So, for example, I read a query last week that said something like, “When the protagonist goes to XYZ land, his powers will be tested.” But that doesn’t really tell us anything—we can’t imagine what that looks like or why this person is going to be tested.
So, instead, that author could say something like, “Upon arriving in XYZ land, the Protagonist will have to use every ounce of her telekinetic power to save her sister from XYZ.” See how that's a little more specific? And how it hints at the protagonist’s goal and the stakes now?
As I mentioned earlier, the sole purpose of your query letter is to give agents and editors just enough information about your story that they’ll want to read more. So, at the very least, you need to include these four things in your query letter:
If you’re not clear about those foud things, your query is most likely going to fall flat. And out of those four things, the one I see left out the most is what’s at stake—so, if you are writing a query letter, or if you already have one written, go double-check that you’ve included what’s at stake.
Also, as a quick bonus tip... Please don’t ever end your query with any variation of, “if you want to know what happens, you’ll have to read the book!” Trust me on that one, just don’t do it.
Mistake number nine is trying to include too much in your query letter.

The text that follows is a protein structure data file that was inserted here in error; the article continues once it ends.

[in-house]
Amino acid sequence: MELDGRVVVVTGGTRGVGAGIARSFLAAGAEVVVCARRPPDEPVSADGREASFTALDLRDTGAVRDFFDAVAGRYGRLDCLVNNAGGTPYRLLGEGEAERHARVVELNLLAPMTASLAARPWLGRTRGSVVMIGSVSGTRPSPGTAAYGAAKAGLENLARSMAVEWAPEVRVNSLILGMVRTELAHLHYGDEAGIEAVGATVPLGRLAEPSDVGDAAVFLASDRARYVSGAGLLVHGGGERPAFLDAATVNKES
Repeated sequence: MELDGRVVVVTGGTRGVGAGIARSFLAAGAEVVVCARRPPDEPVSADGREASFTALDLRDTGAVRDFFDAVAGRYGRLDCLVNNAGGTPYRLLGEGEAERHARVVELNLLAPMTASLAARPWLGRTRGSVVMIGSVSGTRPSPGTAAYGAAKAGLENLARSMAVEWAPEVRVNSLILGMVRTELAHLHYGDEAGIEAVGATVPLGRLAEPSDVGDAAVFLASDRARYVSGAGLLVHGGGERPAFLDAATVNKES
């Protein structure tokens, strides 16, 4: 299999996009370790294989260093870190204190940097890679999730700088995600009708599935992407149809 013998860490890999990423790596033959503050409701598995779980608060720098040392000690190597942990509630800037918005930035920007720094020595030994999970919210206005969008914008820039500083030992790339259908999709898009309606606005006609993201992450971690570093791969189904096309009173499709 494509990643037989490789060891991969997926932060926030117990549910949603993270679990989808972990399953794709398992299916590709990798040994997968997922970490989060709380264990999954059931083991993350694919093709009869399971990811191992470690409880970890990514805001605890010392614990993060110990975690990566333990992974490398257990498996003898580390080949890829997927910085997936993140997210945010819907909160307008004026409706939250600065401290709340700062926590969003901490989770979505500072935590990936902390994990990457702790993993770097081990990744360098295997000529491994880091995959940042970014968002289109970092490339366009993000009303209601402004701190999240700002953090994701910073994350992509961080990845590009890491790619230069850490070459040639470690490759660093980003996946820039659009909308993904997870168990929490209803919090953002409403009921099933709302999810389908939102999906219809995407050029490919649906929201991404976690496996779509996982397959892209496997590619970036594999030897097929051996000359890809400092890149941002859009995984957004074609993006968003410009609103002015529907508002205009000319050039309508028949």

I see writers who try to include way too many characters in their queries, or they spend too much time talking about themes their story explores, or they attempt to fit in every single detail, including plot twists and the ending. But here’s the thing…
You only have one page to sell your book to an agent or an editor. Even with your personalization, metadata, and bio, the query should still fit on a single page.
So, here are some quick high-level tips for writing an effective story summary:
1. Focus on 1-2 characters at most. You don’t have to reference or name everyone. It’s okay to call characters “his best friend” or “her parents” to allow the agent to digest what they’re reading without getting bogged down in too many names.
2. Focus on the plot and your character’s growth arc, not the theme. If you write a good query letter, agents and editors should be able to infer your theme from what you write about your plot and your character.
3. Try to keep the pitch portion of your query to 250 words or less. This is about the length of the copy that appears on the back cover of a book, so it’s definitely enough to capture your whole story and to catch an agent’s attention if you focus on the right things.